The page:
While such workers are feeling real pain from the recession that began in December 2007, they’re not represented in the 8.5 percent unemployment rate the Labor Department reported last week. They are part of a broader group that includes those who want a job but have stopped looking for work and those who want full-time positions but have to settle for part-time employment.

A measure of underemployment that counts those people has almost doubled over the past two years, to 15.6 percent, providing a more complete gauge of the labor market’s deterioration. Along with an historic drop in the percentage of the population who are working, and record numbers of long-term unemployed, the figures point to a permanent shift in employment patterns, said former U.S. Labor Secretary Robert Reich.

“We’re seeing many more people who are losing their connectedness to the labor force,” said Reich, who served in President Bill Clinton’s Cabinet and is now an economist at the University of California at Berkeley. “There is a profound weakening of ties to the labor market among a large portion of our working-age population.”

Job Losses

U.S. employers cut 663,000 jobs in March, bringing losses since the slump began in December 2007 to about 5.1 million, the worst in the postwar era, according to the Labor Department. Unemployment exceeds 10 percent in seven states. Michigan’s jobless rate is 12 percent, South Carolina’s is 11 percent and California’s is 10.5 percent.

Job losses in the current recession are more enduring than in previous ones, according to an April 3 research report by Credit Suisse.

“Permanent job losses are accounting for a much larger share of total job losses than any cycle in recent memory,” with almost half of unemployed workers “job losers” as opposed to temporary layoffs, according to the report.

The number of Americans who want full-time jobs but are working part time has increased 83 percent in a year to 9 million, according to Labor Department data.

Ken Hueser may become one of them. The Minneapolis architect lost his $60,000-a-year position in February and is applying for part-time work at garden centers for $8.50 an hour.

Sooner or Later

“The economy will come back some day, but the unknown is whether it’s sooner or later,” said Hueser.

In the meantime, said Ramelo in San Francisco, “even if I don’t have a job, at least I’ll have my degree.” He returns to his City Hall job temporarily later this month. “At this point, I’m thinking any income will do,” he said.

The increase in temporary workers is the result of a severe recession that coincides with a large drop in household wealth and a lack of access to credit, leaving laid-off workers without the cushion they might have had in a milder downturn, said Michael Feroli, an economist at JPMorgan Chase & Co. in New York. “So people are doing whatever it takes to get some income for their households,” said Feroli.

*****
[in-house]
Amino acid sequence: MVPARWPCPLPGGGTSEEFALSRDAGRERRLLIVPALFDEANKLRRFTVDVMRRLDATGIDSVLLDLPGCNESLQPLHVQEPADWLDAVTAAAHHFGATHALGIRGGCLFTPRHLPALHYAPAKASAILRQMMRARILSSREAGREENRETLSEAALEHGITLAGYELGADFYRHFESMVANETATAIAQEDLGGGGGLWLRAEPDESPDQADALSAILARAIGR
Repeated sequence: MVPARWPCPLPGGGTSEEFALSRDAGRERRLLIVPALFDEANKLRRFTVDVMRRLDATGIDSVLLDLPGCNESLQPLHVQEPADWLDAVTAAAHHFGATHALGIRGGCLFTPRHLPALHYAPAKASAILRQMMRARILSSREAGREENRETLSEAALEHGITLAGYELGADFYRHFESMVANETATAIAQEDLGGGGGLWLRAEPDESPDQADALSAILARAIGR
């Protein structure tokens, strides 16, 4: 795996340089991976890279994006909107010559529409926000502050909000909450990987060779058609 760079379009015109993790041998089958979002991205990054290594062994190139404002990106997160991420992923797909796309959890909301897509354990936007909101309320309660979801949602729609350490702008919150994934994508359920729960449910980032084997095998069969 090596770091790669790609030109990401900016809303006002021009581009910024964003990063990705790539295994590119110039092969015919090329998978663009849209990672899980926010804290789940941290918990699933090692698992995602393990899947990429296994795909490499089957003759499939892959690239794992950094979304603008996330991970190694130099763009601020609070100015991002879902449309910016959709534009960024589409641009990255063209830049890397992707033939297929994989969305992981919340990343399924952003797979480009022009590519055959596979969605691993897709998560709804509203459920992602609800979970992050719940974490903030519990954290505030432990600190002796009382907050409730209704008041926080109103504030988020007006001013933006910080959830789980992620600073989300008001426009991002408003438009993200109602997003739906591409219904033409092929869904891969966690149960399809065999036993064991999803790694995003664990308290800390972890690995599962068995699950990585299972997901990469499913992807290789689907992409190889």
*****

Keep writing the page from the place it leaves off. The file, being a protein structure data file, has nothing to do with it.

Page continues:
Lisa Smith, a Trenton, New Jersey, childcare worker who lost her job last September, said she is now willing to take whatever work she can get.

“I would like to work 40 hours a week, but if someone offered me 30 or 35, I’d be glad too,” she said.

More Competition

She and workers like her face greater competition, even for temporary jobs, because more people are out of work for longer periods. There are currently about four unemployed workers for every job opening, according to the Economic Policy Institute in Washington.

The long-term unemployed, those who have been out of a job for more than six months, constitute 24.2 percent of the unemployed, the largest share during a recession since the Labor Department began recording data in 1948.

“This recession is causing extreme desperation and frustration for a very wide swath of workers, even people who thought they were flexible and could find work again easily,” said Andrew Stettner, deputy director at the National Employment Law Project, a New York group that advocates for workers’ rights.

In addition, the downturn is undoing years of gains to overall employment. Beginning in the mid-1970s, the percentage of working-age adults who have jobs began to rise steadily as more women joined the workforce, from about 56 percent in 1975 to 63.4 percent in December 2006. It has since dropped 3.5 percentage points, the steepest decline in any recession since the Great Depression.

That drop has implications for the economy’s potential growth rate, because fewer workers, without a compensating increase in productivity, means less output.

“We’ve taken a huge step back here,” said James Glassman, senior economist at JPMorgan & Co. He said elevated levels of unemployment and underemployment are costing the economy about $1 trillion in gross domestic product a year.

“We’ve lost several decades of progress that was going on in terms of the people number of people coming into the workforce,” said Glassman.

To contact the reporter on this story: Matthew Benjamin in Washington at mbenjamin2@bloomberg.net